The Burren and West Clare Highlights
Drive towards West Clare on the Wild Atlantic Way road trip, where you’ll feel like you’ve been transported to a fantasy world, with the spectacular attractions and sights you’ll meet along the way.
The first stop on this journey should be made to Lahinch, a pretty little town that is often popular with visitors to the area. It’s a great place to spend a day or two, as you make your way around the Wild Atlantic Way.
The town is bursting with energy and is very inviting, located right at the head of Liscannor Bay, offering 2km of golden sandy beaches to soak up. Lahinch has been a favourite among surfers due to its unique location that makes for the best surfing conditions.
The perfect place for those that enjoy all kinds of water sports including swimming, canoeing, fishing and sailing.
This is one most unique landscapes you’ll come across on the Wild Atlantic Way route. The Burren is surrounded by picturesque greenery and hills and famous for its remarkable variety of plants and animals. It’s estimated that over 70% of Ireland species of flowers are located here.
You need to really explore this amazing landscape, to find all its hidden gems that aren’t initially seen on first look.
Cliffs of Moher
This attraction is one of the most visited places in Ireland and best known for its mesmerising sights of Ireland’s west coast. The uniquely formed cliffs, perched over the Atlantic Ocean are truly awe-inspiring.
This is one sight you’ll want to make sure you capture, so you can forever remember the amazing moments on offer.
On a nice clear day, you’ll be greeted with views out to Aran Island and Galway Bay. Also, make sure you stop at the Cliffs of Moher Visitor centre to uncover its fascinating history and more about the area.
Clifden to Galway Highlights
The coastal road trip continues down narrow roads with stunning views of the Atlantic Ocean on show. This part of the Wild Atlantic Way is one of the Gaeltacht regions, where nearly half of the Irish language community live. The region is filled with strong Irish language traditions and culture.
Things you shouldn’t miss out include…
This is the biggest of the three Aran Islands in Galway Bay, popular amongst tourists and locals alike. You can explore the island by foot, the place is famous for its Christain sites such as Dun Aonghasa. But to actually reach the island you need to take a ferry from Dollin or Rossaveal in Connemara.
There’s also great accommodation facilities located around the island if you choose to stay over. Inishmore is also home to a small museum and the Aran Sweater Market – a popular spot among visitors.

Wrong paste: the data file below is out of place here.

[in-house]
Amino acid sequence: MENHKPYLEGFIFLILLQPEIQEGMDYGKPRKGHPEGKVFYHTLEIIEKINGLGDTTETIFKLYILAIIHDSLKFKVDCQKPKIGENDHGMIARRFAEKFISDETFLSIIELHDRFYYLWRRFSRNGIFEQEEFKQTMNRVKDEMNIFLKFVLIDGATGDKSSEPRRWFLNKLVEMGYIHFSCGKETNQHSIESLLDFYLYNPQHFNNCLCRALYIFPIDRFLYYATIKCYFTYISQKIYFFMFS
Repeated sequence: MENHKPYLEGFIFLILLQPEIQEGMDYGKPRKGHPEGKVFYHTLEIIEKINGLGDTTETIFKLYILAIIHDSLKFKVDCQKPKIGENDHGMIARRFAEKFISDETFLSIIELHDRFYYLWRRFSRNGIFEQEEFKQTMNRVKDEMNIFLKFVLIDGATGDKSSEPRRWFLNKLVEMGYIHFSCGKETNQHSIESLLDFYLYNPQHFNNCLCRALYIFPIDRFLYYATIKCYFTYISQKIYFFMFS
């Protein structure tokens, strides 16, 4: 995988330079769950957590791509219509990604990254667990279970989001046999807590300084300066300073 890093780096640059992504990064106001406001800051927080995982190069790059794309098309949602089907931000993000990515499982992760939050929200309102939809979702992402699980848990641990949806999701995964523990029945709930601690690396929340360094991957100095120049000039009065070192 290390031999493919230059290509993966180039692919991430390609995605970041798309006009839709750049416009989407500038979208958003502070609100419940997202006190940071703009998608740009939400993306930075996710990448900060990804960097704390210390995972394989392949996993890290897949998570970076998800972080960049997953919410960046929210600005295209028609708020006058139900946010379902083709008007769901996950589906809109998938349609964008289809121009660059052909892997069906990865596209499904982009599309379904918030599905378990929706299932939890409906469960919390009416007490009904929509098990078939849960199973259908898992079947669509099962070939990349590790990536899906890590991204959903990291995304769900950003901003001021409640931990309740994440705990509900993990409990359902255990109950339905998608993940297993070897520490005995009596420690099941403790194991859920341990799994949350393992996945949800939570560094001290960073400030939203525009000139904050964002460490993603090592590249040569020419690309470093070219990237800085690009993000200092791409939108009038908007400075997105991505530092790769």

Another must stop on the Wild Atlantic Way road trip, is to the picturesque town of Roundstone in Connemara. The place is considered an area of outstanding natural beauty, everywhere you look there are photo opportunities, from the pretty Irish houses to the intimate harbour.
Pearse Cottage, Gortmore
Take time to visit Pearse Cottage located in the famous Connemara landscape that includes rich green hills and beautiful lakes. The cottage is named after Patrick Pearse one of Ireland’s famous writers and political activists, who played a dominant role in Irish history.
At the cottage, there is a dedicated exhibition to Pearse for those interesting in finding out more about his influence on Irish History.
Unforgettable Experiences of Ireland
These attractions don’t even cover half of places and areas you’ll come across on the Wild Atlantic Way. If you continue your journey, make sure to visit Achill Island, Clew Bay, Donegal Bay, Sligo, The Slieve League Coast as well as Fanad Head and ending in the Inishowen Peninsula.
Each area has so much to offer visitors, you’ll soon realise for a small country, Ireland is truly mesmerising.
The Wild Atlantic Way offers one of the best ways to experience Ireland, up close and personal, discovering hidden gems and the captivating landscape that has been inspiring people for centuries.
Have you ever drove around the Wild Atlantic Way coastal route? Or have we inspired you to plan a road trip? Share with us in the comments below 🙂